with Lady Stanhope and Lady Granville Somerset.
It is a beautiful re. gion,—indeed, the whole of the county of Kent has a good reputation, —and as the weather was bright and cool, I much enjoyed it. In the course of the drive we stopped at a most neat and even elegant little cottage, standing in the midst of a rich lawn, full of shrubbery and flower-beds, where there still lives Miss Thrale, one of the daughters of Johnson's Thrale, whose brewery—as Lady Stanhope told me—is now that of Barclay Perkins & Co. Miss Thrale is of course no longer young.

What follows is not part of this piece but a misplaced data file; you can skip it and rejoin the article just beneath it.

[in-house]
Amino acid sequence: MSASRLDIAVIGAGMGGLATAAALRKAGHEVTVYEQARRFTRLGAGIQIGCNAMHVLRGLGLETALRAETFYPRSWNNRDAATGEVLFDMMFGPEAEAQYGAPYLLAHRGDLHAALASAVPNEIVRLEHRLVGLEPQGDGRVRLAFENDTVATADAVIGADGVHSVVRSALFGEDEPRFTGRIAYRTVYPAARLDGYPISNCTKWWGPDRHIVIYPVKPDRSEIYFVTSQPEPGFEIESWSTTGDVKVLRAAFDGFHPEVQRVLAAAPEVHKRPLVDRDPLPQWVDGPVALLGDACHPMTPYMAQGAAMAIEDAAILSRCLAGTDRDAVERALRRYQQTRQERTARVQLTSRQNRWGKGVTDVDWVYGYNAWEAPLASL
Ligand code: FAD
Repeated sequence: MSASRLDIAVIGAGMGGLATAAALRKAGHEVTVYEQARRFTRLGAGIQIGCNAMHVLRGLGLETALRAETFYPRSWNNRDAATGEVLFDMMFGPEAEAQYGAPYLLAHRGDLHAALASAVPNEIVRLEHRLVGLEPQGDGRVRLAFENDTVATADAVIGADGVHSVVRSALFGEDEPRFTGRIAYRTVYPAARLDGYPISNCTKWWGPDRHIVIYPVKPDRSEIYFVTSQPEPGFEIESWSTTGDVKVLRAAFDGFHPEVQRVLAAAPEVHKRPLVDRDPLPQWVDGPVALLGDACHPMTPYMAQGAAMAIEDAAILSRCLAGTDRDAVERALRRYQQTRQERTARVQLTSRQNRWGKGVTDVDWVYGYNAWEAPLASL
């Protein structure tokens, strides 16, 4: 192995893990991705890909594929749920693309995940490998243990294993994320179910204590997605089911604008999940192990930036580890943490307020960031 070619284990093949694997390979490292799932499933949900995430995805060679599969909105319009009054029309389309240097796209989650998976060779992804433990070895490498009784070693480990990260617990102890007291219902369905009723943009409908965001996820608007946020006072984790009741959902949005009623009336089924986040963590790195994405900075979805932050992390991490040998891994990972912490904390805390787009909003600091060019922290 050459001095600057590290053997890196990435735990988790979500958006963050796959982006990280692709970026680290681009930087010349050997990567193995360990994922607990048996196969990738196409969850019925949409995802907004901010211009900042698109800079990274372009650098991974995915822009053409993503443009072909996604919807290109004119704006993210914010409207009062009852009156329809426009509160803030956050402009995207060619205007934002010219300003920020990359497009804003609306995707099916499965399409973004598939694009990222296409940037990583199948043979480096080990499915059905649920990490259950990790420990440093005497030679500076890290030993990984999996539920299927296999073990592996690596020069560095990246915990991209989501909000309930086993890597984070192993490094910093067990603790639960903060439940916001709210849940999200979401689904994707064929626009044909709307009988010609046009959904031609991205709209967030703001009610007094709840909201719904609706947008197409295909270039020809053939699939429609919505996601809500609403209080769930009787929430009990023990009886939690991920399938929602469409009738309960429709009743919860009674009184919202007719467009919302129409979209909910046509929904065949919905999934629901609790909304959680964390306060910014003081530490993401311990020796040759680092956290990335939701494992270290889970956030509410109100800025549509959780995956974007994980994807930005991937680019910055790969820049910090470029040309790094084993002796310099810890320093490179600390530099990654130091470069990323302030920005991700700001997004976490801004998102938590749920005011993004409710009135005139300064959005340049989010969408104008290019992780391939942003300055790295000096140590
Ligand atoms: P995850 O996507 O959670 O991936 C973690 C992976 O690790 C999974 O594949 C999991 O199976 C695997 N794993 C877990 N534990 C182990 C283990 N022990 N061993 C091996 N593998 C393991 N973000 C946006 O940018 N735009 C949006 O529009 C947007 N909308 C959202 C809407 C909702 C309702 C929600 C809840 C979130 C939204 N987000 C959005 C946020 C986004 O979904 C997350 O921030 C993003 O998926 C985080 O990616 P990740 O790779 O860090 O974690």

She is, in fact, eighty-seven years old, but she is a stout, easy, comfortable old lady, full of good works and alms, and one who, as she has no love for books,--or very little,—does not care to talk about Dr. Johnson, and still less about her mother.
But her cottage and grounds are in excellent taste, and well become the character and position of their possessor, who is much liked through all the country side.
We returned by Chath